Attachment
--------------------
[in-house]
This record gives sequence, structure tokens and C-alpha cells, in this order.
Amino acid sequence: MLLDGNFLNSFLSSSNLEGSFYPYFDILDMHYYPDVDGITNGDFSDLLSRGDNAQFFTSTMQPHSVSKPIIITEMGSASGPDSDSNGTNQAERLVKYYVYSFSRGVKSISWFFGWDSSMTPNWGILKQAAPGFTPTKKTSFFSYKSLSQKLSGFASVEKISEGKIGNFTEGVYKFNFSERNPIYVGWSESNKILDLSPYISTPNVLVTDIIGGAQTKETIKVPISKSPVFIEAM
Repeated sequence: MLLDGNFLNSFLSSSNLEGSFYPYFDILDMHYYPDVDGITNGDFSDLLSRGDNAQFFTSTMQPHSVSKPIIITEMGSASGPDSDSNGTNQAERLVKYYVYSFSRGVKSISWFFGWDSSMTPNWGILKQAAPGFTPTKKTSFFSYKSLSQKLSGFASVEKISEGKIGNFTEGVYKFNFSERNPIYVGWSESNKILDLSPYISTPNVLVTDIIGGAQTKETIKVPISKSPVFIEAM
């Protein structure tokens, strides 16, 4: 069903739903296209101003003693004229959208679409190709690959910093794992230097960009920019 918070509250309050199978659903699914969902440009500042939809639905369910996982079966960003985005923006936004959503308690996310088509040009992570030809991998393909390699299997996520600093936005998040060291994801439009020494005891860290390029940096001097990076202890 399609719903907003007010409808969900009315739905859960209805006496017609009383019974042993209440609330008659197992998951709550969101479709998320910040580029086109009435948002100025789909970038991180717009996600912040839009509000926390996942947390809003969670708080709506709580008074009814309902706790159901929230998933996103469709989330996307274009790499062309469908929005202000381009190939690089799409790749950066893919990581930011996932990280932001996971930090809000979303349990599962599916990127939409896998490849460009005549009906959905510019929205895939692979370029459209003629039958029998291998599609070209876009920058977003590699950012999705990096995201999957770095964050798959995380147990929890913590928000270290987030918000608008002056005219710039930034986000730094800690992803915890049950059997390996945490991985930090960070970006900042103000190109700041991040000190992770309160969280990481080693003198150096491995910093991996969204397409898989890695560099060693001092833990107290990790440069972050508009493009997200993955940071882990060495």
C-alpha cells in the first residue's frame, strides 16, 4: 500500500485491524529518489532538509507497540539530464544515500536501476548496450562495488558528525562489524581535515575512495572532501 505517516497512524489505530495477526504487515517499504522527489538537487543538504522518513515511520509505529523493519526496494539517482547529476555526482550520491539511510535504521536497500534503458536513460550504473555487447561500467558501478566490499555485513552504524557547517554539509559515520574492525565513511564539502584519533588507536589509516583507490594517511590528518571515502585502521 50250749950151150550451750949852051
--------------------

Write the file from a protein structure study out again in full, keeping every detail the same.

[in-house]
This record gives sequence, structure tokens and C-alpha cells, in this order.
Amino acid sequence: MLLDGNFLNSFLSSSNLEGSFYPYFDILDMHYYPDVDGITNGDFSDLLSRGDNAQFFTSTMQPHSVSKPIIITEMGSASGPDSDSNGTNQAERLVKYYVYSFSRGVKSISWFFGWDSSMTPNWGILKQAAPGFTPTKKTSFFSYKSLSQKLSGFASVEKISEGKIGNFTEGVYKFNFSERNPIYVGWSESNKILDLSPYISTPNVLVTDIIGGAQTKETIKVPISKSPVFIEAM
Repeated sequence: MLLDGNFLNSFLSSSNLEGSFYPYFDILDMHYYPDVDGITNGDFSDLLSRGDNAQFFTSTMQPHSVSKPIIITEMGSASGPDSDSNGTNQAERLVKYYVYSFSRGVKSISWFFGWDSSMTPNWGILKQAAPGFTPTKKTSFFSYKSLSQKLSGFASVEKISEGKIGNFTEGVYKFNFSERNPIYVGWSESNKILDLSPYISTPNVLVTDIIGGAQTKETIKVPISKSPVFIEAM
């Protein structure tokens, strides 16, 4: 069903739903296209101003003693004229959208679409190709690959910093794992230097960009920019 918070509250309050199978659903699914969902440009500042939809639905369910996982079966960003985005923006936004959503308690996310088509040009992570030809991998393909390699299997996520600093936005998040060291994801439009020494005891860290390029940096001097990076202890 399609719903907003007010409808969900009315739905859960209805006496017609009383019974042993209440609330008659197992998951709550969101479709998320910040580029086109009435948002100025789909970038991180717009996600912040839009509000926390996942947390809003969670708080709506709580008074009814309902706790159901929230998933996103469709989330996307274009790499062309469908929005202000381009190939690089799409790749950066893919990581930011996932990280932001996971930090809000979303349990599962599916990127939409896998490849460009005549009906959905510019929205895939692979370029459209003629039958029998291998599609070209876009920058977003590699950012999705990096995201999957770095964050798959995380147990929890913590928000270290987030918000608008002056005219710039930034986000730094800690992803915890049950059997390996945490991985930090960070970006900042103000190109700041991040000190992770309160969280990481080693003198150096491995910093991996969204397409898989890695560099060693001092833990107290990790440069972050508009493009997200993955940071882990060495």
C-alpha cells in the first residue's frame, strides 16, 4: 500500500485491524529518489532538509507497540539530464544515500536501476548496450562495488558528525562489524581535515575512495572532501 505517516497512524489505530495477526504487515517499504522527489538537487543538504522518513515511520509505529523493519526496494539517482547529476555526482550520491539511510535504521536497500534503458536513460550504473555487447561500467558501478566490499555485513552504524557547517554539509559515520574492525565513511564539502584519533588507536589509516583507490594517511590528518571515502585502521 50250749950151150550451750949852051